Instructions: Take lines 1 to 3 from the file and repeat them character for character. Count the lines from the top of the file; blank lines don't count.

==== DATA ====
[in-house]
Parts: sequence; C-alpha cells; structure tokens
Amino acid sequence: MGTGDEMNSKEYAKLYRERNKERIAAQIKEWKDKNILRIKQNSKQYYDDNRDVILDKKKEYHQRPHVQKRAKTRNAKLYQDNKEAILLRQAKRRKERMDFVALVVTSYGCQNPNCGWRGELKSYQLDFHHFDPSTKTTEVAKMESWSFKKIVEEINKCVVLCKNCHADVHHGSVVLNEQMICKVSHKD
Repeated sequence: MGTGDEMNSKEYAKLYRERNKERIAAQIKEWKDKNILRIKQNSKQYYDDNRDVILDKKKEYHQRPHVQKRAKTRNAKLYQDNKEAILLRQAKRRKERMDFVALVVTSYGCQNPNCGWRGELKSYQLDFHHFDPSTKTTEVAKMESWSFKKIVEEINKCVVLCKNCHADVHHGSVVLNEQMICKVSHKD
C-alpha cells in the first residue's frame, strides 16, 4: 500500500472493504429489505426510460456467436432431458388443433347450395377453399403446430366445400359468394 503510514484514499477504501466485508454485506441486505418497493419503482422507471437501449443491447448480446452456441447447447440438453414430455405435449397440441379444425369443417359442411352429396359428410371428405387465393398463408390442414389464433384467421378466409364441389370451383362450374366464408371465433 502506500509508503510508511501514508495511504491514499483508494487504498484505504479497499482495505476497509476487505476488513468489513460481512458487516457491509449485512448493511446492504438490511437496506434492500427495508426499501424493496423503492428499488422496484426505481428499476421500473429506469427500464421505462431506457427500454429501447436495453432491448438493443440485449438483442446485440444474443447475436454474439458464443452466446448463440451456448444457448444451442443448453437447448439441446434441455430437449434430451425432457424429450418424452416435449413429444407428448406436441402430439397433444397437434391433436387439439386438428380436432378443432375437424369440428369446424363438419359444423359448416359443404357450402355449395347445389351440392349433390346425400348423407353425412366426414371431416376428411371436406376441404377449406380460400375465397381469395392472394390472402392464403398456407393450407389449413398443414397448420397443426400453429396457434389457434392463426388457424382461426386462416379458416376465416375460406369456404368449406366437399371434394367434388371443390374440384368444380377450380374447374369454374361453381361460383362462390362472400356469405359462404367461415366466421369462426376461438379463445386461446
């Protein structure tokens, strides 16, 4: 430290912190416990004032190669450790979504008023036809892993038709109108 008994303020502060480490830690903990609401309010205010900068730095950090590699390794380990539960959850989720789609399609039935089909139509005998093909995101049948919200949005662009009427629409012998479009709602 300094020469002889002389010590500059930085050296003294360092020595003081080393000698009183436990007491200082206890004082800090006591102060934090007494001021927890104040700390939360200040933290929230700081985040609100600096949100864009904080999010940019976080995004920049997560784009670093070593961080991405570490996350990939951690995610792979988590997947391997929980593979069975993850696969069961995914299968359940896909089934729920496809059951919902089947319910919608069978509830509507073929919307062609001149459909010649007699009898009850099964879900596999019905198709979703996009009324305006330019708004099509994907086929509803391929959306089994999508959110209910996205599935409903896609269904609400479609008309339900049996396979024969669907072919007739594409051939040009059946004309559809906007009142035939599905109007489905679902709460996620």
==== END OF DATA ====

[in-house]
Parts: sequence; C-alpha cells; structure tokens
Amino acid sequence: MGTGDEMNSKEYAKLYRERNKERIAAQIKEWKDKNILRIKQNSKQYYDDNRDVILDKKKEYHQRPHVQKRAKTRNAKLYQDNKEAILLRQAKRRKERMDFVALVVTSYGCQNPNCGWRGELKSYQLDFHHFDPSTKTTEVAKMESWSFKKIVEEINKCVVLCKNCHADVHHGSVVLNEQMICKVSHKD